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National Rural Health Day Remarks

Eric D. Hargan
HRSA Staff
November 21, 2019
HRSA Headquarters

My background is part of why I’m proud to work for a President who has made rural healthcare, and rural health, a priority. President Trump is determined to build a healthcare system that provides affordable, personalized care that puts you in control, provides peace of mind, and treats you like a human being, not a number.

As Prepared for Delivery

Thank you, Tom [Engels], for that kind introduction, and thank you for welcoming me to HRSA today.

I want to begin by thanking everyone here for the great work you’re doing, and I want to thank everyone present here today, whether you’re from HRSA, somewhere else at HHS, or outside of the government, for your dedication to the topic we’re here to discuss today: rural health.

As some of you might know, my interest in rural healthcare goes way back—way, way back. Rural healthcare runs five generations deep for me. My great-great-great grandfather was a doctor in rural Illinois in the late 1800s; he traveled to his patients using everything from a horse and buggy to a rowboat.

And my mom spent her 58-year career working in a rural hospital. Today, that hospital is also a Federally Qualified Health Center, funded by HRSA. It’s called “Community Health”—that’s one way you can gauge how dedicated an entity is to serving patients: very little spent on their marketing and naming budget. It’s a community health center, just call it “Community Health.” What they lack in creative marketing I can assure you they make up for in the quality of care they provide.

Rural health is a true passion of mine, which is why I’m glad to be here today. You know, around this time of year, people start debating about their favorite holiday: Is it Thanksgiving, Christmas, something else? For me, though, you’ve heard my background—you have to throw National Rural Health Day into that debate, too.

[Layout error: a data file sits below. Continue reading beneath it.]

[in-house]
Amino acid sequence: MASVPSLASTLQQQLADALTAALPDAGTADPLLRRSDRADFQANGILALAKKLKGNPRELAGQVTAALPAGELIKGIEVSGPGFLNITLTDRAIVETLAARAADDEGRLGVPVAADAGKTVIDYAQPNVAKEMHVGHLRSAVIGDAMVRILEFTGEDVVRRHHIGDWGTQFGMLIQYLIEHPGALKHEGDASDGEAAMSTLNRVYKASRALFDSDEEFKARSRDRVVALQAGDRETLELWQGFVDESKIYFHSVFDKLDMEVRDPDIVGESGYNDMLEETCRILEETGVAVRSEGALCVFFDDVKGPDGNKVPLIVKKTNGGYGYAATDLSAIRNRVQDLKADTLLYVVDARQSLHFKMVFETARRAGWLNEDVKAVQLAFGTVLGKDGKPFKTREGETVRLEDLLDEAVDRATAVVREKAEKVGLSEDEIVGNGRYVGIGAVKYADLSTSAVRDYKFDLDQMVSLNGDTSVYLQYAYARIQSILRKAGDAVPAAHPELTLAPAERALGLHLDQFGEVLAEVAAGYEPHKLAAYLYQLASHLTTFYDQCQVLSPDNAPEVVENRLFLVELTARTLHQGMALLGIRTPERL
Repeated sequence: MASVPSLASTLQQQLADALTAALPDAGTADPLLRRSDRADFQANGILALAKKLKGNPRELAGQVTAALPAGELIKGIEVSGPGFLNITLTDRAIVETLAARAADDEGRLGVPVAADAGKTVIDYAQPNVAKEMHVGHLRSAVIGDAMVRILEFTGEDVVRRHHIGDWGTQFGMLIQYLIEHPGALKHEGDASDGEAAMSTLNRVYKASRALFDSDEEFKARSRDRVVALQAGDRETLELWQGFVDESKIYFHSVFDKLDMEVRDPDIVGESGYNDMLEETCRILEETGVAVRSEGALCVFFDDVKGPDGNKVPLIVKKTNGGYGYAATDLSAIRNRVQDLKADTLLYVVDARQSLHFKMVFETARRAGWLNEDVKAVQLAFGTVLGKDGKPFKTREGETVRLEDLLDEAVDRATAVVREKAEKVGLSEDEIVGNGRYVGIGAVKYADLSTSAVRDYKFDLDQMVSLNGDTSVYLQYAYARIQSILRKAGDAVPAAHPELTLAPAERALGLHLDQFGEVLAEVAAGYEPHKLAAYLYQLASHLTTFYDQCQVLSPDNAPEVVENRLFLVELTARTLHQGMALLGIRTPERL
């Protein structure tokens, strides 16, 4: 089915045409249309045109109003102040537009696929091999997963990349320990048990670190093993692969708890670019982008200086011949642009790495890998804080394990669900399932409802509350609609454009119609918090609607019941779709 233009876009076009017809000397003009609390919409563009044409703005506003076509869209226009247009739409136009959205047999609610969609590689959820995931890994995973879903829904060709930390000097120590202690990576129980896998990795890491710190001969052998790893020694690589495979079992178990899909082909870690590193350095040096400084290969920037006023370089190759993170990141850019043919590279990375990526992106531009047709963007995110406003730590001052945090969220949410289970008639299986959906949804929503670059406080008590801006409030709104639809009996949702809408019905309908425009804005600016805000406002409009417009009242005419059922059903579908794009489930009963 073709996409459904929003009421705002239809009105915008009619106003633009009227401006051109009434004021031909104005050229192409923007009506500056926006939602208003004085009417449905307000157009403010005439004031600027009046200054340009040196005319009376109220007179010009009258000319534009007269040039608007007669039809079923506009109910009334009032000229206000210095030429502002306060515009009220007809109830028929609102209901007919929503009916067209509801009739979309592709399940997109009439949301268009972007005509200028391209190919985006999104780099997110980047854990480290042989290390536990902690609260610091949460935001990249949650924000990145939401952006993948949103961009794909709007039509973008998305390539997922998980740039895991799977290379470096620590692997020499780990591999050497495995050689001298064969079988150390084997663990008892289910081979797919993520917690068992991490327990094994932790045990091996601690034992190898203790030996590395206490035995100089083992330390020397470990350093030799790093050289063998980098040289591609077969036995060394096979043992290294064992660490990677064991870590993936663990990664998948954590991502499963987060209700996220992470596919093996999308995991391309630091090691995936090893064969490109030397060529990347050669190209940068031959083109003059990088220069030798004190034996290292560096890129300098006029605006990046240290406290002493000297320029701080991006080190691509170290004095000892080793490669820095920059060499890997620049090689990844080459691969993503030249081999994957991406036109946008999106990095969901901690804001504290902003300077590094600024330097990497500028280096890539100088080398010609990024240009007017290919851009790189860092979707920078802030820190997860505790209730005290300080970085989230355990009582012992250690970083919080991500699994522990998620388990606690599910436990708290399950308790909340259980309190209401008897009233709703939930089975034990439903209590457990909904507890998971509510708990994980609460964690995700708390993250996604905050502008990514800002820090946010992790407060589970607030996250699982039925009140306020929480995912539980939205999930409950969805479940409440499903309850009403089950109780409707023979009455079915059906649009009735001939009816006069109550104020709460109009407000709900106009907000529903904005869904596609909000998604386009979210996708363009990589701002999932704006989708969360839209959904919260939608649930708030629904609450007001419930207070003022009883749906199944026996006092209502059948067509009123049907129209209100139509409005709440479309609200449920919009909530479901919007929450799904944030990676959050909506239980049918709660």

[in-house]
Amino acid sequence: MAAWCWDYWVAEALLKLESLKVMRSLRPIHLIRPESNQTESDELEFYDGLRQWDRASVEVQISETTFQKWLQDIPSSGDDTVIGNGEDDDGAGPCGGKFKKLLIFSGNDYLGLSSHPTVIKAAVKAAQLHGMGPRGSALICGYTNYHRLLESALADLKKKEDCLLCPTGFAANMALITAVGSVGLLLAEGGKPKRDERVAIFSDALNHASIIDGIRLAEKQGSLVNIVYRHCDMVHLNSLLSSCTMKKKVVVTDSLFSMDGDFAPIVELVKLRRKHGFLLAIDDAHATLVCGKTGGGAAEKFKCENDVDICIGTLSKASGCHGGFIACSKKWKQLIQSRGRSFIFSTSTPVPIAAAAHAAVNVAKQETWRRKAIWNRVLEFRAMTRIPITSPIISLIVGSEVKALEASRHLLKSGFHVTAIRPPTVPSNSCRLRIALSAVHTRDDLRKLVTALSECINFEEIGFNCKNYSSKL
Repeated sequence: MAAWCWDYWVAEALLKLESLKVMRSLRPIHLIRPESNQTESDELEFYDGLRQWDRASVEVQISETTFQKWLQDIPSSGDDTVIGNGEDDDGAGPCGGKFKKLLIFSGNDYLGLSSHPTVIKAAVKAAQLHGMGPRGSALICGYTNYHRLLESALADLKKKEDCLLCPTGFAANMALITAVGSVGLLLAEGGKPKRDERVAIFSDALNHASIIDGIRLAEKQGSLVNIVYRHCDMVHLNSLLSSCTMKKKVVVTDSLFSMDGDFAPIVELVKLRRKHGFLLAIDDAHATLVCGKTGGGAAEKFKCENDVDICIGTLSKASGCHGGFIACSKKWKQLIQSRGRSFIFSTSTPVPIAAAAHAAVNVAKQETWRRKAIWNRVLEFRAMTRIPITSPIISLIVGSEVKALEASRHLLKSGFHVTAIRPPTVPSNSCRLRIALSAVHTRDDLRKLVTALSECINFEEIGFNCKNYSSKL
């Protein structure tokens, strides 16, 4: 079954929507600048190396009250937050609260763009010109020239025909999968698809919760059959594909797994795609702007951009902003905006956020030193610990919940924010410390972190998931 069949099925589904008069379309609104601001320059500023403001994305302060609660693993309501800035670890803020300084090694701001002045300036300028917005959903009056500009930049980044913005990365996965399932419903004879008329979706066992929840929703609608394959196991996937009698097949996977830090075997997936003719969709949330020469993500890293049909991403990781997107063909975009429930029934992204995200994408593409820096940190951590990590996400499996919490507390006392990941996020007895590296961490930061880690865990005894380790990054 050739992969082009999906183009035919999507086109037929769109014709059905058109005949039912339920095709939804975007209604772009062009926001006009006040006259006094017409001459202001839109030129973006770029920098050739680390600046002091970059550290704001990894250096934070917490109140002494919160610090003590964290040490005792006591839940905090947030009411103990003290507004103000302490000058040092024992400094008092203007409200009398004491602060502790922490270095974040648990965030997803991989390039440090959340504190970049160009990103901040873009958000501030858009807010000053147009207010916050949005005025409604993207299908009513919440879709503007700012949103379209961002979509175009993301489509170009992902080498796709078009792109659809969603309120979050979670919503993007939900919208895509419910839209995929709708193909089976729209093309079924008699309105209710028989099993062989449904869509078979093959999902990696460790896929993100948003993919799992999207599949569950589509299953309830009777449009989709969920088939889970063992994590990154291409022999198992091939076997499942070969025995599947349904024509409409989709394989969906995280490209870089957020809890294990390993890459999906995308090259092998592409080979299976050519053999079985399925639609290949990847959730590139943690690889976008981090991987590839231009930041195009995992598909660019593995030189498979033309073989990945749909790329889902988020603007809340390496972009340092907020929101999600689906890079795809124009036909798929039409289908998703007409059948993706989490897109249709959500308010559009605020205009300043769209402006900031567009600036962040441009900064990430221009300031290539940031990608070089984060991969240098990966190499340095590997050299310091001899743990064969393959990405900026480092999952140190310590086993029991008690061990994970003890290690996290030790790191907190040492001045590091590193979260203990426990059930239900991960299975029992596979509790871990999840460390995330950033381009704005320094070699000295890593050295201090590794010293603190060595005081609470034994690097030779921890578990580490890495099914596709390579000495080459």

My background is part of why I’m proud to work for a President who has made rural healthcare, and rural health, a priority. President Trump is determined to build a healthcare system that provides affordable, personalized care that puts you in control, provides peace of mind, and treats you like a human being, not a number.

This vision doesn’t only apply to densely populated cities; it applies to America’s rural areas too. In many cases, they need this transformation the most.

There are three particular platforms that Secretary Azar has identified for delivering this transformation: first, improving the ways Americans finance their care; second, delivering better value from the care they receive; and third, focusing on particular, impactable health challenges.

Today, I want to mention a few areas where we think we can make an impact on rural health and deliver on the President’s vision in the rural context.

First, I’ll mention preventing disease; second, creating sustainable models for financing; third, utilizing technology and innovation to improve patient access; and fourth, laying the groundwork for a strong rural health workforce.  

On preventing disease, we know there are particular health challenges we need to tackle in rural areas. As just one example, HRSA has invested heavily to prevent opioid abuse and provide treatment in rural areas, which have been especially hard hit by our country’s opioid crisis.  Another particular health challenge in rural areas, among the many we’re looking at, is maternal health. Just this fall, we saw HRSA launch the Rural Maternity and Obstetric Management Strategy Program, a pilot program to support rural health networks that will share best practices to help improve patient care, and we look forward to thinking more about how to spread best practices for this vital health challenge.